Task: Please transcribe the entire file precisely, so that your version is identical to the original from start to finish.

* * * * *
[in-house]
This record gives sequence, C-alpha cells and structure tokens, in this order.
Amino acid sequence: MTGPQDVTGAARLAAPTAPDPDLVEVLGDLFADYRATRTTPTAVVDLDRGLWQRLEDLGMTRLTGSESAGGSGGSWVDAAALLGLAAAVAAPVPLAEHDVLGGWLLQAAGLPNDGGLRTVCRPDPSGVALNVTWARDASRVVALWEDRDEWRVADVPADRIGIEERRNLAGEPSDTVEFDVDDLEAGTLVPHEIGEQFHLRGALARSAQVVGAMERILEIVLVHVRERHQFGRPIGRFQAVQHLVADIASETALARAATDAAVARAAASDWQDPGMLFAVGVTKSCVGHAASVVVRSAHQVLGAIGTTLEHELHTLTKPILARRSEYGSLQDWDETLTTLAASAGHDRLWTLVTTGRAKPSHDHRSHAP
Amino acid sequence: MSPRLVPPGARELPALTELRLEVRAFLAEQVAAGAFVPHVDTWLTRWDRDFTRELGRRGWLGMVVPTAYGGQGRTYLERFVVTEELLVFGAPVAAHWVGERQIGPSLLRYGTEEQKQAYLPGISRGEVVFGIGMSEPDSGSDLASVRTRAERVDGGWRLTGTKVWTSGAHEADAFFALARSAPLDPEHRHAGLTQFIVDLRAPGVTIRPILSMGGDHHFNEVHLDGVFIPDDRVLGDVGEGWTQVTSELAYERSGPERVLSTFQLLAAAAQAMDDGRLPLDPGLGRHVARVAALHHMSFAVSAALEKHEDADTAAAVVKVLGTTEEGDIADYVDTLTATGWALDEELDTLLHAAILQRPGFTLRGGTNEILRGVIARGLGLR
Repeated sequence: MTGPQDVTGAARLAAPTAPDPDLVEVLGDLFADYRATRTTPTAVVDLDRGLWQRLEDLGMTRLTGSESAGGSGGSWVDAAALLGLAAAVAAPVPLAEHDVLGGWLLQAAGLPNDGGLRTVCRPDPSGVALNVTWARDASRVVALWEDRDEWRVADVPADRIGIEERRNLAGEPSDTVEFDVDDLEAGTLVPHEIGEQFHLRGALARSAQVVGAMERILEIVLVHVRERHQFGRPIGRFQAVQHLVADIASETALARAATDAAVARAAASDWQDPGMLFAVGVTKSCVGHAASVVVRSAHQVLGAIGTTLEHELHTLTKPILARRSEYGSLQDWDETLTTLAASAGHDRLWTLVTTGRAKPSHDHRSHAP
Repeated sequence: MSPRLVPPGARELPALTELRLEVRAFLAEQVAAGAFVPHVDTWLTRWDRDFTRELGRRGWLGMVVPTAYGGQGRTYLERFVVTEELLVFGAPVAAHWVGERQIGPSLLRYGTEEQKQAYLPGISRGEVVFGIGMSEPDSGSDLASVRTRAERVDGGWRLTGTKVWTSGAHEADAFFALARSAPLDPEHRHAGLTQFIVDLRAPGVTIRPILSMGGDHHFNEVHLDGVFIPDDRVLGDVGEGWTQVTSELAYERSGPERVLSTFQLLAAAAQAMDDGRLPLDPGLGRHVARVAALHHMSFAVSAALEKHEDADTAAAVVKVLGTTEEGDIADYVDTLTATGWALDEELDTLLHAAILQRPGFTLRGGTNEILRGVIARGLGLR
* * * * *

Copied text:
[in-house]
This record gives sequence, C-alpha cells and structure tokens, in this order.
Amino acid sequence: MTGPQDVTGAARLAAPTAPDPDLVEVLGDLFADYRATRTTPTAVVDLDRGLWQRLEDLGMTRLTGSESAGGSGGSWVDAAALLGLAAAVAAPVPLAEHDVLGGWLLQAAGLPNDGGLRTVCRPDPSGVALNVTWARDASRVVALWEDRDEWRVADVPADRIGIEERRNLAGEPSDTVEFDVDDLEAGTLVPHEIGEQFHLRGALARSAQVVGAMERILEIVLVHVRERHQFGRPIGRFQAVQHLVADIASETALARAATDAAVARAAASDWQDPGMLFAVGVTKSCVGHAASVVVRSAHQVLGAIGTTLEHELHTLTKPILARRSEYGSLQDWDETLTTLAASAGHDRLWTLVTTGRAKPSHDHRSHAP
Amino acid sequence: MSPRLVPPGARELPALTELRLEVRAFLAEQVAAGAFVPHVDTWLTRWDRDFTRELGRRGWLGMVVPTAYGGQGRTYLERFVVTEELLVFGAPVAAHWVGERQIGPSLLRYGTEEQKQAYLPGISRGEVVFGIGMSEPDSGSDLASVRTRAERVDGGWRLTGTKVWTSGAHEADAFFALARSAPLDPEHRHAGLTQFIVDLRAPGVTIRPILSMGGDHHFNEVHLDGVFIPDDRVLGDVGEGWTQVTSELAYERSGPERVLSTFQLLAAAAQAMDDGRLPLDPGLGRHVARVAALHHMSFAVSAALEKHEDADTAAAVVKVLGTTEEGDIADYVDTLTATGWALDEELDTLLHAAILQRPGFTLRGGTNEILRGVIARGLGLR
Repeated sequence: MTGPQDVTGAARLAAPTAPDPDLVEVLGDLFADYRATRTTPTAVVDLDRGLWQRLEDLGMTRLTGSESAGGSGGSWVDAAALLGLAAAVAAPVPLAEHDVLGGWLLQAAGLPNDGGLRTVCRPDPSGVALNVTWARDASRVVALWEDRDEWRVADVPADRIGIEERRNLAGEPSDTVEFDVDDLEAGTLVPHEIGEQFHLRGALARSAQVVGAMERILEIVLVHVRERHQFGRPIGRFQAVQHLVADIASETALARAATDAAVARAAASDWQDPGMLFAVGVTKSCVGHAASVVVRSAHQVLGAIGTTLEHELHTLTKPILARRSEYGSLQDWDETLTTLAASAGHDRLWTLVTTGRAKPSHDHRSHAP
Repeated sequence: MSPRLVPPGARELPALTELRLEVRAFLAEQVAAGAFVPHVDTWLTRWDRDFTRELGRRGWLGMVVPTAYGGQGRTYLERFVVTEELLVFGAPVAAHWVGERQIGPSLLRYGTEEQKQAYLPGISRGEVVFGIGMSEPDSGSDLASVRTRAERVDGGWRLTGTKVWTSGAHEADAFFALARSAPLDPEHRHAGLTQFIVDLRAPGVTIRPILSMGGDHHFNEVHLDGVFIPDDRVLGDVGEGWTQVTSELAYERSGPERVLSTFQLLAAAAQAMDDGRLPLDPGLGRHVARVAALHHMSFAVSAALEKHEDADTAAAVVKVLGTTEEGDIADYVDTLTATGWALDEELDTLLHAAILQRPGFTLRGGTNEILRGVIARGLGLR